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The Morning After: Row The Boat

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An impressive ten-win season comes down to rooting for one rival to defeat another rival while the Hawkeyes sit idle.

Syndication: HawkCentral
Kirk Ferentz beat Scott Frost again, but still needs help from PJ Fleck to win the Big Ten West.
Joseph Cress/Iowa City Press-Citizen / USA TODAY NETWORK

Another week, another win and another day filled with mixed emotions. Despite the change in game day from Saturday to Friday, Hawkeye fans were again left with the same feeling of despair for most of Iowa’s season finale against Nebraska on Black Friday. For many, it was a question of how much that pit in their stomach was related to overeating on Thanksgiving and how much was watching this football team.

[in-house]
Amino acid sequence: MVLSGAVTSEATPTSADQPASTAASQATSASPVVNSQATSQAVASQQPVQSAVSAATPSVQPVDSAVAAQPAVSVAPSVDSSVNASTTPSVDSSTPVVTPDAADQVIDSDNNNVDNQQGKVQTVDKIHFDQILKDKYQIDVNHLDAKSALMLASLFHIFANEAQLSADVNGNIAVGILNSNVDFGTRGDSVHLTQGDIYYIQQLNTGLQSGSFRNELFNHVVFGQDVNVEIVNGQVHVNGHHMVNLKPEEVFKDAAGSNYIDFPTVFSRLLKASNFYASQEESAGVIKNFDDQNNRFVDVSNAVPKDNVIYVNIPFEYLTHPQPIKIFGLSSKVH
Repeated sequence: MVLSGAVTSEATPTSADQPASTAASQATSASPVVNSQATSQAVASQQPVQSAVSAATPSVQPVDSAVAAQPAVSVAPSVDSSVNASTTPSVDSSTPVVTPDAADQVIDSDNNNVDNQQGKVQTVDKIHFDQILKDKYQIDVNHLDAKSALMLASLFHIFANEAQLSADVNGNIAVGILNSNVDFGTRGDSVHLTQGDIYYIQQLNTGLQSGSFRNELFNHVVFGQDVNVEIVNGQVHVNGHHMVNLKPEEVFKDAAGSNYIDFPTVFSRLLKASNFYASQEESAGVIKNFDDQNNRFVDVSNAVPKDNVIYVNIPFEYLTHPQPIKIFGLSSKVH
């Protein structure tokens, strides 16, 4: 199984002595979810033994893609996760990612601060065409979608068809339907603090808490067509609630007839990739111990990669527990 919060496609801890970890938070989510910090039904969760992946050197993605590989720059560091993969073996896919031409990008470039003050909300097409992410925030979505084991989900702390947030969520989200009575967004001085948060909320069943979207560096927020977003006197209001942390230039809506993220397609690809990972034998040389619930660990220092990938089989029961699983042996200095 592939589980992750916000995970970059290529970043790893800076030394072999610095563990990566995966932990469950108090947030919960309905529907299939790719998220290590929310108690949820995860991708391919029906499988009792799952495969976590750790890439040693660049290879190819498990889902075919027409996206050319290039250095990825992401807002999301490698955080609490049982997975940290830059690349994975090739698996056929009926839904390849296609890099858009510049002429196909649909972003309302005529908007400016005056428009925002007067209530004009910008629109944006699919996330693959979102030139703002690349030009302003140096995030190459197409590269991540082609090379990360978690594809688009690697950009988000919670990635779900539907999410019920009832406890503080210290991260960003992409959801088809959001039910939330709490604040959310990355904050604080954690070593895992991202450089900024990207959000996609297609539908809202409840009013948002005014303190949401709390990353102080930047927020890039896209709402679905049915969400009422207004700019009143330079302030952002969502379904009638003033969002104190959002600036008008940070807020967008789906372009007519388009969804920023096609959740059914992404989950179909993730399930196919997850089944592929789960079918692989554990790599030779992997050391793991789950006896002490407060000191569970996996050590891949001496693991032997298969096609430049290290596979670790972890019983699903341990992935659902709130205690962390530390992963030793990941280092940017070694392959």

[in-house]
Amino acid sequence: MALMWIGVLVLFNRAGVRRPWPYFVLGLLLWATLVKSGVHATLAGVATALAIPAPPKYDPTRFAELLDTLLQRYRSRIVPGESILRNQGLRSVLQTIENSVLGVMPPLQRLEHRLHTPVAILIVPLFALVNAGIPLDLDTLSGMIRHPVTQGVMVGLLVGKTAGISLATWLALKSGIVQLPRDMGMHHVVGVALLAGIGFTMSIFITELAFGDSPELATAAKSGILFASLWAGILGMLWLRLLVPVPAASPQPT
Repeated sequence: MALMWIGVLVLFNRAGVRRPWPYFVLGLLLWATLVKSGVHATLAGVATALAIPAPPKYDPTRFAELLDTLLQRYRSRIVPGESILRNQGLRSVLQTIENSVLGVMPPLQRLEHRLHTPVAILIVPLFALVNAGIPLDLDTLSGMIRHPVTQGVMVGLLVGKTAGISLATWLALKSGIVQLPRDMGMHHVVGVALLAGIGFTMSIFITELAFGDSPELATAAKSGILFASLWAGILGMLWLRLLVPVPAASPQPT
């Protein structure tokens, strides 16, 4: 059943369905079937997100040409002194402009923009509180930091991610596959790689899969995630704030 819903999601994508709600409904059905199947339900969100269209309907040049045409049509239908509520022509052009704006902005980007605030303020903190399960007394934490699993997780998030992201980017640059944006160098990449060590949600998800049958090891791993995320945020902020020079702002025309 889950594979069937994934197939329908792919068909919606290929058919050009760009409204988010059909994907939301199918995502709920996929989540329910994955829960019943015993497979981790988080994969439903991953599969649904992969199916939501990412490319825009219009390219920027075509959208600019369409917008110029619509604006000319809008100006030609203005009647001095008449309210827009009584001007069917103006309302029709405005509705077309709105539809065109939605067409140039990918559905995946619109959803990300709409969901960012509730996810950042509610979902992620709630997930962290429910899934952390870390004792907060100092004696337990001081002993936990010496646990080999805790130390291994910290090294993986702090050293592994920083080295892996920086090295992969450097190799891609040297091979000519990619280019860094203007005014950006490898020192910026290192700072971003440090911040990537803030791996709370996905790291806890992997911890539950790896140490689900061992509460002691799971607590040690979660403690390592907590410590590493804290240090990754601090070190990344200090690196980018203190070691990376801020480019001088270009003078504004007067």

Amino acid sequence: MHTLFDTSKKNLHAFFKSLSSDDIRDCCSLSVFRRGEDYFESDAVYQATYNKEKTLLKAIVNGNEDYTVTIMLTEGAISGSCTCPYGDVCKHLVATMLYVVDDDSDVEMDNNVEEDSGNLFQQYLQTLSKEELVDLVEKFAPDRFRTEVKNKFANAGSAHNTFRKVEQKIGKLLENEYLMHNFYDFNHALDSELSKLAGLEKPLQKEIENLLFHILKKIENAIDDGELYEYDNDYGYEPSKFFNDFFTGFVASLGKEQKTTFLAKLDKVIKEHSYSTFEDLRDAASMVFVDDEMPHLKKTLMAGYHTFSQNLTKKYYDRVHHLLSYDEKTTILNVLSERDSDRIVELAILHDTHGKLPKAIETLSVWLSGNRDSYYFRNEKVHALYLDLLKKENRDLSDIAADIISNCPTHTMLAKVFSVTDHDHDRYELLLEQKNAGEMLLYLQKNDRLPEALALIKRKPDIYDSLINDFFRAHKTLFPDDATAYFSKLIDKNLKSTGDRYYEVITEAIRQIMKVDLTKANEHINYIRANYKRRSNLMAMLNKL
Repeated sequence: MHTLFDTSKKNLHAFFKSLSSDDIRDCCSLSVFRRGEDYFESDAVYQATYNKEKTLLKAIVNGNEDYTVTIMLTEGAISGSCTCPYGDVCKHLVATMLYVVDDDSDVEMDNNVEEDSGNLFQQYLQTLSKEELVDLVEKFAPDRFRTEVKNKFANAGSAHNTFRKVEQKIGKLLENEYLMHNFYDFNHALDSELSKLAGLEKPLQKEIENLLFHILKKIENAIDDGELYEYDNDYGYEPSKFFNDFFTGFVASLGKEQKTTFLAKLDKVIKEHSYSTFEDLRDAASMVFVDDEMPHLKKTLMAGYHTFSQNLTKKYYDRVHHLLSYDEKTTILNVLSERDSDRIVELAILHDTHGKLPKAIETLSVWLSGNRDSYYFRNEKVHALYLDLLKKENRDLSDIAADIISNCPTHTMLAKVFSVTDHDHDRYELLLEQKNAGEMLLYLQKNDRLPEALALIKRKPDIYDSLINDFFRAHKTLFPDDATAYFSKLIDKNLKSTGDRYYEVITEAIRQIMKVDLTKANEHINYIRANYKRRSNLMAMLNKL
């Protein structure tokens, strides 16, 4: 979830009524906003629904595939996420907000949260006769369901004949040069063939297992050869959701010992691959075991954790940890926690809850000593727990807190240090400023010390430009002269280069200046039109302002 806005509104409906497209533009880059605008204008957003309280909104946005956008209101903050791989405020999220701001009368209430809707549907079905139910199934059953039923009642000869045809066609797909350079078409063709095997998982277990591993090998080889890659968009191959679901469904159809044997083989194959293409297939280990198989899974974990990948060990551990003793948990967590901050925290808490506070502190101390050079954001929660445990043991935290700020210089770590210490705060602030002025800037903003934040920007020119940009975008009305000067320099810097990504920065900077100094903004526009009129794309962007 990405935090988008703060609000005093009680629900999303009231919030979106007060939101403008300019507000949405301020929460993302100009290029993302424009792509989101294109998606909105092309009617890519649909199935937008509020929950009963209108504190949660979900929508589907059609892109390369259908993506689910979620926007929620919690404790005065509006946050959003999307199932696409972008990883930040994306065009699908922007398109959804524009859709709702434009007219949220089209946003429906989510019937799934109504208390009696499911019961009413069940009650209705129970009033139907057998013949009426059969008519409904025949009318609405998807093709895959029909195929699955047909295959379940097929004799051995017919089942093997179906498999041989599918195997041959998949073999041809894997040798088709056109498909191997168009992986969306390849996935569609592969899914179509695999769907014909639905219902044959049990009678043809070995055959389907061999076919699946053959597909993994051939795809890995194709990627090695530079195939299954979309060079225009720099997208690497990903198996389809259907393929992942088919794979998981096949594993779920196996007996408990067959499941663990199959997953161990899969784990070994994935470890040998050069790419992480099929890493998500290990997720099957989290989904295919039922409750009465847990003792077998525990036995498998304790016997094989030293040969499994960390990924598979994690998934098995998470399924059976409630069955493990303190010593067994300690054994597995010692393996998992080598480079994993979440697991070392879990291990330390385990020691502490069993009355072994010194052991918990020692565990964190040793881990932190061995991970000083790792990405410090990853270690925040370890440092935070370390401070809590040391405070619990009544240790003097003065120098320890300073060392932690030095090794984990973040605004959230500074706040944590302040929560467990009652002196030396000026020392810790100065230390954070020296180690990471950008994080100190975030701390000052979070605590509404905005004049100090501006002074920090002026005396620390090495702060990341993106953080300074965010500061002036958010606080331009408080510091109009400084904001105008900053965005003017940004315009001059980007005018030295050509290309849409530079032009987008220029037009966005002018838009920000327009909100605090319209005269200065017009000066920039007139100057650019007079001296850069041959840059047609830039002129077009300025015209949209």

It was, again, not pretty. The Hawkeye offense continued to be the same roller coaster ride we’ve been on all season, but this final regular season game came with an extra loopty-loop for Iowa fans as Kirk Ferentz pulled new starter Alex Padilla at the half for former starter Spencer Petras.

Padilla, in his half, completed 6 of 14 passes for 76 yards as the Iowa offense managed just six points. But that doesn’t exactly tell the whole story. Padilla and tight end Sam LaPorta had a touchdown wiped off the board on their first drive after the officials on the field disagreed with both their initial assessment of the play and rules expert Mike Pereira on what would have been a game-tying one-yard pass. The pass was a beautiful play call that likely doesn’t see the light of day if the officials don’t spot Tyler Goodson 34 of a yard short of where he actually landed on a third and goal run from the 13.